WordPress is amazing – you can customize it to run pretty much ANY site, from simple blogs to full-featured websites with e-commerce (I’ve done quite a few sites of different complexity, including large e-commerce ones). So congrats if you chose WordPress as your platform – it really is a great, mature, flexible piece of software.
As with any project, step number one is to figure out what the goal of your site is, what kind of content you will have, and what is the order of importance. The fancy word for it is “information architecture” and/or “user experience design”.
In my case, the goal of the site is mostly to support professional growth, and be a place for improving my writing.
Once you know your goals, it’s fairly easy to lay out your site navigation and structure.
So, the architecture is pretty simple:
- show my blog, including standard topics/categories and archives sidebar
- include an “about” page – usually a good idea, so visitors can get to know who you are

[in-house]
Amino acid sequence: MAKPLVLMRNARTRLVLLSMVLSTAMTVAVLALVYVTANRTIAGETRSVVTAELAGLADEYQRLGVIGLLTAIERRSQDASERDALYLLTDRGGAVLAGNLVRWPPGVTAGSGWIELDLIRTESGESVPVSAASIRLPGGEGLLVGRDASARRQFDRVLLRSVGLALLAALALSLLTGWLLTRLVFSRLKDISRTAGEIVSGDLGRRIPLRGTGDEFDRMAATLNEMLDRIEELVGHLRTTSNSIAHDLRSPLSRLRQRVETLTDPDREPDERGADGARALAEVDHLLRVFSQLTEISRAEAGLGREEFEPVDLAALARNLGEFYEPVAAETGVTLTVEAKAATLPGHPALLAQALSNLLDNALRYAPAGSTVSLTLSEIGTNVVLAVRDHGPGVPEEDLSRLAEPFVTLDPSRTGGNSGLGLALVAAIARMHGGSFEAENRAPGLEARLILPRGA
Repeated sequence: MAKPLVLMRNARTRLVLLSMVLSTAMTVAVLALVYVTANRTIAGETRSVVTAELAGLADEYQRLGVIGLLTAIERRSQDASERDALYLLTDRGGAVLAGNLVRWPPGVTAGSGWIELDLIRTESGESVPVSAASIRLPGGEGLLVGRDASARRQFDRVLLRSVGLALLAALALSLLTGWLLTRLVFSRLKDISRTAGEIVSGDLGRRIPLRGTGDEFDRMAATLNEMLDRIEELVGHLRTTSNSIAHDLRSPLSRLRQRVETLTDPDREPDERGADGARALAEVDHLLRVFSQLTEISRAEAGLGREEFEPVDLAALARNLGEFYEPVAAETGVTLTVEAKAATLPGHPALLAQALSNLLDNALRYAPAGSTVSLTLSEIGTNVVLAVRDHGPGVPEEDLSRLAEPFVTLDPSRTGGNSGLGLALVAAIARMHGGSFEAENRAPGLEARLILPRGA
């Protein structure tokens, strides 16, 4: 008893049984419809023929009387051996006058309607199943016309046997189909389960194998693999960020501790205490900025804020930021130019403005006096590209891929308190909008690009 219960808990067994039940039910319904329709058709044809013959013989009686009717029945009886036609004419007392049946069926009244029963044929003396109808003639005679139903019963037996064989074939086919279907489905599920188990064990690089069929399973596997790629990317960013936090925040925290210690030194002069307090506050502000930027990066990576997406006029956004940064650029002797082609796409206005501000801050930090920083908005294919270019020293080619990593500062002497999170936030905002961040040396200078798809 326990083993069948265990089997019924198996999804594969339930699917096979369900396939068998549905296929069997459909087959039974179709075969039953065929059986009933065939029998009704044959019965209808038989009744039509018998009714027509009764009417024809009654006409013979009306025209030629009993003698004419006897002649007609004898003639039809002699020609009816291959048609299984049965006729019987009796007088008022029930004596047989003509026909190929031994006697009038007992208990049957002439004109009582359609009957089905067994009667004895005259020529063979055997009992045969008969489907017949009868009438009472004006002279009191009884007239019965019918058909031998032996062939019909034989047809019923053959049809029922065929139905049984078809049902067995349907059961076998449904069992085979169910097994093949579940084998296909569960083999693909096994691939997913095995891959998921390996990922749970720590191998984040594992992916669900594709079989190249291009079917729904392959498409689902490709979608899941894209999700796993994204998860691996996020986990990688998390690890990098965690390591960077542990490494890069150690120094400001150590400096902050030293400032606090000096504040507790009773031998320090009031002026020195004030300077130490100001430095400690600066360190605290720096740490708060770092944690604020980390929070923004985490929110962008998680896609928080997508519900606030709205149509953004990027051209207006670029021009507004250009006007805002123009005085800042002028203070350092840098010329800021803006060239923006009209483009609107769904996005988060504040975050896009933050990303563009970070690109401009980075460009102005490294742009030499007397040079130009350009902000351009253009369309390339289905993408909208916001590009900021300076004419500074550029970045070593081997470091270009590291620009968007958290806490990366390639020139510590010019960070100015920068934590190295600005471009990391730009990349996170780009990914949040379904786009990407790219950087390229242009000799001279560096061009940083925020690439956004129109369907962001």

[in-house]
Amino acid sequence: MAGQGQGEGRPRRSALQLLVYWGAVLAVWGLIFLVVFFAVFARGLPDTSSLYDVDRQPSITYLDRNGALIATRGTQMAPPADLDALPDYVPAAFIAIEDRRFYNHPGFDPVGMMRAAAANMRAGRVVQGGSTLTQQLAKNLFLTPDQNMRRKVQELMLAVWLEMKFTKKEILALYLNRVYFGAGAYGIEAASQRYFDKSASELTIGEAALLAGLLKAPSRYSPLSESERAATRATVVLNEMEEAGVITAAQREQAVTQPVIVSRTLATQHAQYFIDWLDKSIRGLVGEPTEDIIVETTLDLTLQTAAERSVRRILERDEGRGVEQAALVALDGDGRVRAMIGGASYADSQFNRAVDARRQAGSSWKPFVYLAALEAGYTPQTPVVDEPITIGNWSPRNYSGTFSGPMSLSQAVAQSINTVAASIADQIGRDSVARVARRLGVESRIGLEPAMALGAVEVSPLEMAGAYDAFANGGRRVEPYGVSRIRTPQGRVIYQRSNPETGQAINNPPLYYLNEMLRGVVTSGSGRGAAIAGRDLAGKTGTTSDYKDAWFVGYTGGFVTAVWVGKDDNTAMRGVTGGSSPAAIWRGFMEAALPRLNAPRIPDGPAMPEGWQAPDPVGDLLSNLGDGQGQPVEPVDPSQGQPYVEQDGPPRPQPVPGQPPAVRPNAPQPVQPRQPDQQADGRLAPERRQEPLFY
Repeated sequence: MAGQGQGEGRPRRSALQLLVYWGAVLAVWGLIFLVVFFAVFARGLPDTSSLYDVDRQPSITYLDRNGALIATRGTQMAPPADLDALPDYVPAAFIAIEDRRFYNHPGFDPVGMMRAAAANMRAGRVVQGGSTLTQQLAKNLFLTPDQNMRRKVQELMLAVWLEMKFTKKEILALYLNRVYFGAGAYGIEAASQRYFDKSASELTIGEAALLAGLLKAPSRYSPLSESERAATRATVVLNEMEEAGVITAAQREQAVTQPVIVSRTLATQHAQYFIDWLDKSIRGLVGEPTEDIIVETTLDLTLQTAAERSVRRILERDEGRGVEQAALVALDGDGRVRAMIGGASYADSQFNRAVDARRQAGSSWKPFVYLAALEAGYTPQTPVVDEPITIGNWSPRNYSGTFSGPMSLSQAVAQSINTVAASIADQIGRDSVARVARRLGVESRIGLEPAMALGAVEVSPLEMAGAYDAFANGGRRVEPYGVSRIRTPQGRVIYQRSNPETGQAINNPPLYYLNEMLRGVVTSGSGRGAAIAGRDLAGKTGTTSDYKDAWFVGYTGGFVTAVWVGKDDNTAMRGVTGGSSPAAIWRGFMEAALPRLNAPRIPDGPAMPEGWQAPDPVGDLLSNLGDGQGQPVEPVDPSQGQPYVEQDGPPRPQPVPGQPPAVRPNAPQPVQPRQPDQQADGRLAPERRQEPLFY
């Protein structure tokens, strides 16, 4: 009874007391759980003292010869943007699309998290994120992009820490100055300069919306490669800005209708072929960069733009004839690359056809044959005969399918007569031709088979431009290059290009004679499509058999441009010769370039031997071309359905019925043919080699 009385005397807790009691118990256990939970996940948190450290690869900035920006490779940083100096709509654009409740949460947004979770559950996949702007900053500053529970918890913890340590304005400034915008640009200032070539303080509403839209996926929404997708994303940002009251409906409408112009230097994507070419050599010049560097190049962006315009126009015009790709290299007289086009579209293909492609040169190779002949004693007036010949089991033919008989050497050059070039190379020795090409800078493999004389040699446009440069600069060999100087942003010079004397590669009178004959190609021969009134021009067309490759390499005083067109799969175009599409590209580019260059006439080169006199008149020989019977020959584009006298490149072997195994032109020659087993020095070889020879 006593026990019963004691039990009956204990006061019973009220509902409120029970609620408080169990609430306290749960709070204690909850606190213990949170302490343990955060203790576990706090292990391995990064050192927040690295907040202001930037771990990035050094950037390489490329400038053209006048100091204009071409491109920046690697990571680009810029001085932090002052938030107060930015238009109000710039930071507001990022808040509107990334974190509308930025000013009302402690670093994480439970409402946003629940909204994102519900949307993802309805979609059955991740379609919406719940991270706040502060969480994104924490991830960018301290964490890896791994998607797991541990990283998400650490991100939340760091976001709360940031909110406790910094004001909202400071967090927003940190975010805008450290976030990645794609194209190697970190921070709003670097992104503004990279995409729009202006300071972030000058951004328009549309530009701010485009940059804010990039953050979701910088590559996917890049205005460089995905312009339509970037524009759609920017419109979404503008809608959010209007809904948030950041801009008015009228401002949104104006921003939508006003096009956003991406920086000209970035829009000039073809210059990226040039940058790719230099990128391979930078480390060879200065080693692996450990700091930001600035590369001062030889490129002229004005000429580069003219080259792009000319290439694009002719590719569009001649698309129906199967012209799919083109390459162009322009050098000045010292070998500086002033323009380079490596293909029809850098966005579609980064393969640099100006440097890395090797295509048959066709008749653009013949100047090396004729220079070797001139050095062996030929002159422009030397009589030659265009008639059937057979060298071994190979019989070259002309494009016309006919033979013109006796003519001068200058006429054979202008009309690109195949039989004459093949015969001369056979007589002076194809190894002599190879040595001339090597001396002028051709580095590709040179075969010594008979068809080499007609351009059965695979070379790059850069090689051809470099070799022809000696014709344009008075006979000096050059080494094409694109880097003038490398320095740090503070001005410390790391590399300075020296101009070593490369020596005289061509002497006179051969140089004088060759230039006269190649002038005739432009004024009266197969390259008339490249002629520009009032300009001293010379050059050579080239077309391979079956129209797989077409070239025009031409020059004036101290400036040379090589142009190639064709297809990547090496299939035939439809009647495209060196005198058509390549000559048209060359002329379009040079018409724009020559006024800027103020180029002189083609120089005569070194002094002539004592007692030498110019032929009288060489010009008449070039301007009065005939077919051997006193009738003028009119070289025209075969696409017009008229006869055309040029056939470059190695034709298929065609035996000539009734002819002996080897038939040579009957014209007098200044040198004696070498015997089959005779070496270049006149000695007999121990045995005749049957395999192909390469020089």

- showcase certain work I’ve done
- link out to GitHub, Twitter and LinkedIn profiles
- give visitors a way to contact me easily
Then, I usually sketch a quick wireframe of the site, just to get a quick visual picture before designing it.
In my case, it’s a simple two-column layout, with a header (and possibly a footer).
After this comes the fun part: being creative! I usually take some time to browse around and find inspiration on Pinterest, some awesome web folk whose work you admire, or even actual places and things.
I wrote down a few things that I wanted to include:
Once you are inspired enough, open up Photoshop and mockup your design, paying attention to how each component will look like. You might come up with something like this:
It’s very simple but is exactly what I need.
When you are happy with your design, continue to step 2: coding your HTML/CSS template